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Medical doctor Kristann Heinz sees kettlebells as premier exercise tool to combat America's obesity epidemic — and a perfect way for busy mothers to stay fit by working out at home

January 18, 2011 09:40 AM

Kristann Heinz. Kettlebells as exercise tool combat obesity. mothers stay fit work out at home    Kristann Heinz practices Kettlebells routine as exercise tool to combat obesity.

Kristann Heinz, M.D. of Upper Black Eddy, PA earned her Russian Kettlebell Challenge certification in September of 2003.

Dragon Door: Would you talk a little about your background?

Kristann Heinz: I am both a registered dietician and a medical doctor. After seven years of practicing in dietetics and nutrition and working with people who have had chronic illness and diabetes, I went back to medical school with a focus on prevention. I completed that, and now I'm in the middle of my residency training program, in Family Practice. I also am studying a Korean martial art form called Shim Gum Do and am working toward my second black belt in Shin Bop, a weaponless system of self-defense.

D.D.: Will you start your own practice after the residency?

K.H.: Once I finish my residency, my goal is to own a practice which focuses on obesity and obesity-related disorders such as hypertension, hypercholesterolemia and diabetes. I envision an integrated approach with a focus on nutrition and exercise education.

The current medical model for people with chronic diseases is "polypharmacy." This approach focuses on each symptom and a corresponding drug prescription. I hope to focus my efforts on decreasing the use of multiple medications by encouraging and teaching healthful nutrition and exercise programs.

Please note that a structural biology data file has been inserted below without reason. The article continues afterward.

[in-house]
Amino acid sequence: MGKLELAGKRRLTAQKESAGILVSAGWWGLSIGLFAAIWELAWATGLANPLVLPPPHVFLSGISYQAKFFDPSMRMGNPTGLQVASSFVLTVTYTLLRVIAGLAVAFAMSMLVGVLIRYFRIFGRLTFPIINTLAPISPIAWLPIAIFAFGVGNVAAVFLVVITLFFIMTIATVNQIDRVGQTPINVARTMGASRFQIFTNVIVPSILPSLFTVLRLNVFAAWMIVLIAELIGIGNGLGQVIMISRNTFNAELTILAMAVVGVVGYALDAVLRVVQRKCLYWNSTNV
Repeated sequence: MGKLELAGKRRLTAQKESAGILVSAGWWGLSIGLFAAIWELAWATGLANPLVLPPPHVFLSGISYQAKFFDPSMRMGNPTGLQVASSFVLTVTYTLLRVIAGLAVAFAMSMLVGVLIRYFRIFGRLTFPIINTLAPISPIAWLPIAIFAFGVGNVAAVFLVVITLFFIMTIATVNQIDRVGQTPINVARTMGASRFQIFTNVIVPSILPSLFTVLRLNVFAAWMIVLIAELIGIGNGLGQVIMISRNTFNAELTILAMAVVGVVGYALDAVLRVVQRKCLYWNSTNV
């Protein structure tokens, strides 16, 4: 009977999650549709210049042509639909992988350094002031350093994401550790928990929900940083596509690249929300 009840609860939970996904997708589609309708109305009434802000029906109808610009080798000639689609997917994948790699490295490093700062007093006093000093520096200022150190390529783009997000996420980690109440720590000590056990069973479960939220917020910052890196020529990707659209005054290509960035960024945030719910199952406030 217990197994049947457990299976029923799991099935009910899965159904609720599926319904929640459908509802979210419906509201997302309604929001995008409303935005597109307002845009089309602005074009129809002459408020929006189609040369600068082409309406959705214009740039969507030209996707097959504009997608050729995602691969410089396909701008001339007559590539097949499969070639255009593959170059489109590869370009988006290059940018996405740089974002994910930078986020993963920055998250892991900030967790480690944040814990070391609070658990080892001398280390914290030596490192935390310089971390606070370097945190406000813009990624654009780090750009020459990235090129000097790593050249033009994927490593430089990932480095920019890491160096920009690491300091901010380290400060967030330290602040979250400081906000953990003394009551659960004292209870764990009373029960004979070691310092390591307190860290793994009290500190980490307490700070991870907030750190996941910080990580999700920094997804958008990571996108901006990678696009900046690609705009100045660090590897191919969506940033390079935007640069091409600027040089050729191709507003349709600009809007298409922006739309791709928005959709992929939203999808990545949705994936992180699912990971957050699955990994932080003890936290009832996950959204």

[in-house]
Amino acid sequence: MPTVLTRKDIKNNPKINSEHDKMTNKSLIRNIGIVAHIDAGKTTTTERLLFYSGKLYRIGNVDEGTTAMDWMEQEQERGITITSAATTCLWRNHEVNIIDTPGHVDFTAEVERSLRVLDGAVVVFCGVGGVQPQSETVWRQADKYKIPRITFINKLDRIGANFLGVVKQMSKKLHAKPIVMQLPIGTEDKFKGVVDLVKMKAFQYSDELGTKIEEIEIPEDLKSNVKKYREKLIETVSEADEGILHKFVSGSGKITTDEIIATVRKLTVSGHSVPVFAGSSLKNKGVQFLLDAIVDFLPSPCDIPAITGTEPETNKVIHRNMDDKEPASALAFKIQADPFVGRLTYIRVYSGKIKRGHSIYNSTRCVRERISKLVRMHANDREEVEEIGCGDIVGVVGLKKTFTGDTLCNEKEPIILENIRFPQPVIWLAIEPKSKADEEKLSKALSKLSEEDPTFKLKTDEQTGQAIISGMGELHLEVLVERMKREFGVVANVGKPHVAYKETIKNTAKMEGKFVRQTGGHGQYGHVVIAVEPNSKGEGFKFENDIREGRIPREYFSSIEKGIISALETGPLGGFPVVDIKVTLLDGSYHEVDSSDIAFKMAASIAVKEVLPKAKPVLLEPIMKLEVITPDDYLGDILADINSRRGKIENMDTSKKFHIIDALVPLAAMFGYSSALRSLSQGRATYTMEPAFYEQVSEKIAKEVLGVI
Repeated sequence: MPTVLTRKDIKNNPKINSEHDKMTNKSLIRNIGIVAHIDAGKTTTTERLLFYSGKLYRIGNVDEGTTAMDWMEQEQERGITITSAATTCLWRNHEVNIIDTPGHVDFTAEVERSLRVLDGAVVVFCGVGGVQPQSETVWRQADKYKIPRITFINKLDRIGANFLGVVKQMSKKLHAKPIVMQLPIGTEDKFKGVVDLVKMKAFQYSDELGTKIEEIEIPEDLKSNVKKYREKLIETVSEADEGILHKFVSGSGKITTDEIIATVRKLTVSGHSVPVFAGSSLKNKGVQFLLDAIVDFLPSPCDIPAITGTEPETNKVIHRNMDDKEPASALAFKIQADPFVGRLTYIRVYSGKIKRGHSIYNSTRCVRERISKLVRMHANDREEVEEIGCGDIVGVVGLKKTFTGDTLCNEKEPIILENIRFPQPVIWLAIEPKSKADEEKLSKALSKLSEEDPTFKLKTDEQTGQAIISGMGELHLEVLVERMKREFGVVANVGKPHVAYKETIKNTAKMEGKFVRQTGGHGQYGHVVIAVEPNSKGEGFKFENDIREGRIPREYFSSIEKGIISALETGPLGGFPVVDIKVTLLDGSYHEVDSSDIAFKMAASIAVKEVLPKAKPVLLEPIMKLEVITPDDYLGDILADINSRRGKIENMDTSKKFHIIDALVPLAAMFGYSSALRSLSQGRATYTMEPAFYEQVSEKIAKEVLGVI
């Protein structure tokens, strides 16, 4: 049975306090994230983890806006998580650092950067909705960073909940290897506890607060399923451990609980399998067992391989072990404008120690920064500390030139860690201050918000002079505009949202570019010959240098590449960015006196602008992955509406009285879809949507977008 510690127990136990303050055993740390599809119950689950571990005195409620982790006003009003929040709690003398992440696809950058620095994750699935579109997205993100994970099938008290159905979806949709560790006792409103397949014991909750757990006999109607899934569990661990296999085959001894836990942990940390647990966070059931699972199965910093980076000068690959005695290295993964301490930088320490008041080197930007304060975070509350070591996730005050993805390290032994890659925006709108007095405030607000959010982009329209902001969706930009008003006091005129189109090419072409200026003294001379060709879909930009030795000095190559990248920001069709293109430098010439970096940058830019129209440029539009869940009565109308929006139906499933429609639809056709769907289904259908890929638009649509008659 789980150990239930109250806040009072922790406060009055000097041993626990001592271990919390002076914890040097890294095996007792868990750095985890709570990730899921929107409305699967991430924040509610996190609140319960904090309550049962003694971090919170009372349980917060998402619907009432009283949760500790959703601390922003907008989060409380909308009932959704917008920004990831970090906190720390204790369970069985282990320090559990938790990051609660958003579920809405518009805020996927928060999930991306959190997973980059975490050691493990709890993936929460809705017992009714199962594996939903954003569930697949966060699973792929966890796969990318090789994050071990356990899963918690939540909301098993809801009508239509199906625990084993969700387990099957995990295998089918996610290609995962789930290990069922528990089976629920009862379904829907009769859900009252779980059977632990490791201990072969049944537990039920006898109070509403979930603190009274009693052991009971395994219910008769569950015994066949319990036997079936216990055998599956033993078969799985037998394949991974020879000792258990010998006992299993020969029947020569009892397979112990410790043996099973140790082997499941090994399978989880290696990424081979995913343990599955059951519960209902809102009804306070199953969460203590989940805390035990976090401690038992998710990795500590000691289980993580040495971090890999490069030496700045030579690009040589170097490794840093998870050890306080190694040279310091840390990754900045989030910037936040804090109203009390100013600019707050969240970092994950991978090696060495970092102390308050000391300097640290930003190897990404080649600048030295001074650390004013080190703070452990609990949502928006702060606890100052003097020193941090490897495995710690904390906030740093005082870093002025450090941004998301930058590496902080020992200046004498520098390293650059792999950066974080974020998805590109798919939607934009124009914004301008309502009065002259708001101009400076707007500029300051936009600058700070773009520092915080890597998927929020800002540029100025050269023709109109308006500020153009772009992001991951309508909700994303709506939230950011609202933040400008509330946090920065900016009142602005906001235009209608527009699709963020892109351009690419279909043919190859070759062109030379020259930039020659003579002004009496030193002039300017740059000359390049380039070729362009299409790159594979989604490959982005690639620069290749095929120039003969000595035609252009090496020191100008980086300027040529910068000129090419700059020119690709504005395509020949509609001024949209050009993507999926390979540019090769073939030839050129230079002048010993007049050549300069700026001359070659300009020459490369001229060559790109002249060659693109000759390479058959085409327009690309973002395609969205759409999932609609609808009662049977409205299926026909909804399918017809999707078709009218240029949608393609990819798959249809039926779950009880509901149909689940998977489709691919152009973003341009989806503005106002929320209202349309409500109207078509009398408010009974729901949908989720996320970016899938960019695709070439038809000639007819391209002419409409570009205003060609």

As people lose weight through proper nutrition and exercise, they see an impact on their blood pressure, blood glucose or cholesterol levels. This in turn safely allows people to reduce or discontinue medications that they may take. I feel the kettlebell exercise program will be an incredible addition to my vision of total health.

D.D.: How would kettlebells fit into the prevention mode that you're talking about?

K.H.: Well, I think this brings us to an interesting story that was shared with me by one of the participants here this weekend at the seminar. He mentioned that he had recently been diagnosed with high blood pressure. He said that after he had gone to the doctor, he was put on two medications right off the bat, without any kind of discussion about lifestyle change, or any "Let's sort of slowly try this." You know, "Let's start from the least invasive method and work towards the most invasive," which is sort of how I approach problems.

He started a training program and began working out regularly with his kettlebells. After his next appointment, his blood pressure was completely controlled and he was able to discontinue his medication. This is a really wonderful success story about how kettlebell exercise can directly affect a chronic disease and its progression.